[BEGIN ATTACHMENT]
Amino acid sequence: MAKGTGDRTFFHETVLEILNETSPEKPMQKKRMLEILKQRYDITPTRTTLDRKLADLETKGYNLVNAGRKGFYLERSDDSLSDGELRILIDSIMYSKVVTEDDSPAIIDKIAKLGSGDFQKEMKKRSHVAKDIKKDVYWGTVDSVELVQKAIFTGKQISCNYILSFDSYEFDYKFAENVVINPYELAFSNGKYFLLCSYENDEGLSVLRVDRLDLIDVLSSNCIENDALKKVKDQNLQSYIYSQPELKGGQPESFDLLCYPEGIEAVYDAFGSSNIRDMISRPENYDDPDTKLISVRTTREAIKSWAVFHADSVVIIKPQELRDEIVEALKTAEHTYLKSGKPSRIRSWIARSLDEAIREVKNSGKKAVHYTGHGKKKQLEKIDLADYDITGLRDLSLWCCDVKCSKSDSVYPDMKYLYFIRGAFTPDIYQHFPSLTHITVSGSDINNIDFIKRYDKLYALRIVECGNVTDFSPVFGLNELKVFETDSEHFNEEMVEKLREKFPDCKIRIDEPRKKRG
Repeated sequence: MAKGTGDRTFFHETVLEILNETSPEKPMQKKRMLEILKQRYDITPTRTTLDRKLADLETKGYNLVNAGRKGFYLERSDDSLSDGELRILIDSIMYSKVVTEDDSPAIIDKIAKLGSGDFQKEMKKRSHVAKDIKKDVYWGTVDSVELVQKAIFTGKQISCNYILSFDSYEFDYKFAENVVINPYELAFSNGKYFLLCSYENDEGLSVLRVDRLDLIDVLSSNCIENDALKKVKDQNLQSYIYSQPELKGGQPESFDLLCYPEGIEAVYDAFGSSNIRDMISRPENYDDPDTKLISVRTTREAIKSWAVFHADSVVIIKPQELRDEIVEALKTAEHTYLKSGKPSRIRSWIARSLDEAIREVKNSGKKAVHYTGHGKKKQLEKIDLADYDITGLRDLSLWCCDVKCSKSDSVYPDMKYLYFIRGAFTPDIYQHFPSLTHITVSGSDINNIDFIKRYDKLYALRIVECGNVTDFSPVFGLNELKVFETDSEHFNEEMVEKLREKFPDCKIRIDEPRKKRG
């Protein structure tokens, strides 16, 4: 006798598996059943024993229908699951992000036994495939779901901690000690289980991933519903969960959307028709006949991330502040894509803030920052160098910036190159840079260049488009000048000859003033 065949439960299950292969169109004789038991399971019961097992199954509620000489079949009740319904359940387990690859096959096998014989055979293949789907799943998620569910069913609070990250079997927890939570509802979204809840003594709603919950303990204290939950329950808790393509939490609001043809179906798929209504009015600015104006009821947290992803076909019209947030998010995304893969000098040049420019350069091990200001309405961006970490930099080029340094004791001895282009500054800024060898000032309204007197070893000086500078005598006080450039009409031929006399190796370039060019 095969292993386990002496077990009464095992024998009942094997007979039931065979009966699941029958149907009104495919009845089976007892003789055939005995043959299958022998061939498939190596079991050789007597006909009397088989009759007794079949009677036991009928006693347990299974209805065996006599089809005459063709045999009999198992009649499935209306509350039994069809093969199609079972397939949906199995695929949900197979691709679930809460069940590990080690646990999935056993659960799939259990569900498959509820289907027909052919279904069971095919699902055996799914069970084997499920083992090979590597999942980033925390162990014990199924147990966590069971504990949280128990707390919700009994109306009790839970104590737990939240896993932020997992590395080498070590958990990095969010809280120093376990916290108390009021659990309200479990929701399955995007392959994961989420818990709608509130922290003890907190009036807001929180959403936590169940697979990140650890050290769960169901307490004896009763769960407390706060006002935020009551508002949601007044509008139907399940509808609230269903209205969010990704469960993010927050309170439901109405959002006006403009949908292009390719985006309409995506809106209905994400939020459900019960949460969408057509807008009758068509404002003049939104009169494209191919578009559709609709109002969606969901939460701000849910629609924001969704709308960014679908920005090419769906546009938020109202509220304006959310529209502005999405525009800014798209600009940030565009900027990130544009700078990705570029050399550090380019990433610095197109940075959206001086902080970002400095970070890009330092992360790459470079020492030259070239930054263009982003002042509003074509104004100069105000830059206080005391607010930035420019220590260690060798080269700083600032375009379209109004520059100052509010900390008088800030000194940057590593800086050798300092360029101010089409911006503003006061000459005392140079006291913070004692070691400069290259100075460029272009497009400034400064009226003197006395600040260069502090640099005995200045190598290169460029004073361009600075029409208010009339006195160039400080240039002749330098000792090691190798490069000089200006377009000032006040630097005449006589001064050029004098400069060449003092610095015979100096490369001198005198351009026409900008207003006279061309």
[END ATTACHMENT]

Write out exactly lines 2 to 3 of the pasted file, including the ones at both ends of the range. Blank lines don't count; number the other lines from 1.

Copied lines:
Repeated sequence: MAKGTGDRTFFHETVLEILNETSPEKPMQKKRMLEILKQRYDITPTRTTLDRKLADLETKGYNLVNAGRKGFYLERSDDSLSDGELRILIDSIMYSKVVTEDDSPAIIDKIAKLGSGDFQKEMKKRSHVAKDIKKDVYWGTVDSVELVQKAIFTGKQISCNYILSFDSYEFDYKFAENVVINPYELAFSNGKYFLLCSYENDEGLSVLRVDRLDLIDVLSSNCIENDALKKVKDQNLQSYIYSQPELKGGQPESFDLLCYPEGIEAVYDAFGSSNIRDMISRPENYDDPDTKLISVRTTREAIKSWAVFHADSVVIIKPQELRDEIVEALKTAEHTYLKSGKPSRIRSWIARSLDEAIREVKNSGKKAVHYTGHGKKKQLEKIDLADYDITGLRDLSLWCCDVKCSKSDSVYPDMKYLYFIRGAFTPDIYQHFPSLTHITVSGSDINNIDFIKRYDKLYALRIVECGNVTDFSPVFGLNELKVFETDSEHFNEEMVEKLREKFPDCKIRIDEPRKKRG
């Protein structure tokens, strides 16, 4: 006798598996059943024993229908699951992000036994495939779901901690000690289980991933519903969960959307028709006949991330502040894509803030920052160098910036190159840079260049488009000048000859003033 065949439960299950292969169109004789038991399971019961097992199954509620000489079949009740319904359940387990690859096959096998014989055979293949789907799943998620569910069913609070990250079997927890939570509802979204809840003594709603919950303990204290939950329950808790393509939490609001043809179906798929209504009015600015104006009821947290992803076909019209947030998010995304893969000098040049420019350069091990200001309405961006970490930099080029340094004791001895282009500054800024060898000032309204007197070893000086500078005598006080450039009409031929006399190796370039060019 095969292993386990002496077990009464095992024998009942094997007979039931065979009966699941029958149907009104495919009845089976007892003789055939005995043959299958022998061939498939190596079991050789007597006909009397088989009759007794079949009677036991009928006693347990299974209805065996006599089809005459063709045999009999198992009649499935209306509350039994069809093969199609079972397939949906199995695929949900197979691709679930809460069940590990080690646990999935056993659960799939259990569900498959509820289907027909052919279904069971095919699902055996799914069970084997499920083992090979590597999942980033925390162990014990199924147990966590069971504990949280128990707390919700009994109306009790839970104590737990939240896993932020997992590395080498070590958990990095969010809280120093376990916290108390009021659990309200479990929701399955995007392959994961989420818990709608509130922290003890907190009036807001929180959403936590169940697979990140650890050290769960169901307490004896009763769960407390706060006002935020009551508002949601007044509008139907399940509808609230269903209205969010990704469960993010927050309170439901109405959002006006403009949908292009390719985006309409995506809106209905994400939020459900019960949460969408057509807008009758068509404002003049939104009169494209191919578009559709609709109002969606969901939460701000849910629609924001969704709308960014679908920005090419769906546009938020109202509220304006959310529209502005999405525009800014798209600009940030565009900027990130544009700078990705570029050399550090380019990433610095197109940075959206001086902080970002400095970070890009330092992360790459470079020492030259070239930054263009982003002042509003074509104004100069105000830059206080005391607010930035420019220590260690060798080269700083600032375009379209109004520059100052509010900390008088800030000194940057590593800086050798300092360029101010089409911006503003006061000459005392140079006291913070004692070691400069290259100075460029272009497009400034400064009226003197006395600040260069502090640099005995200045190598290169460029004073361009600075029409208010009339006195160039400080240039002749330098000792090691190798490069000089200006377009000032006040630097005449006589001064050029004098400069060449003092610095015979100096490369001198005198351009026409900008207003006279061309």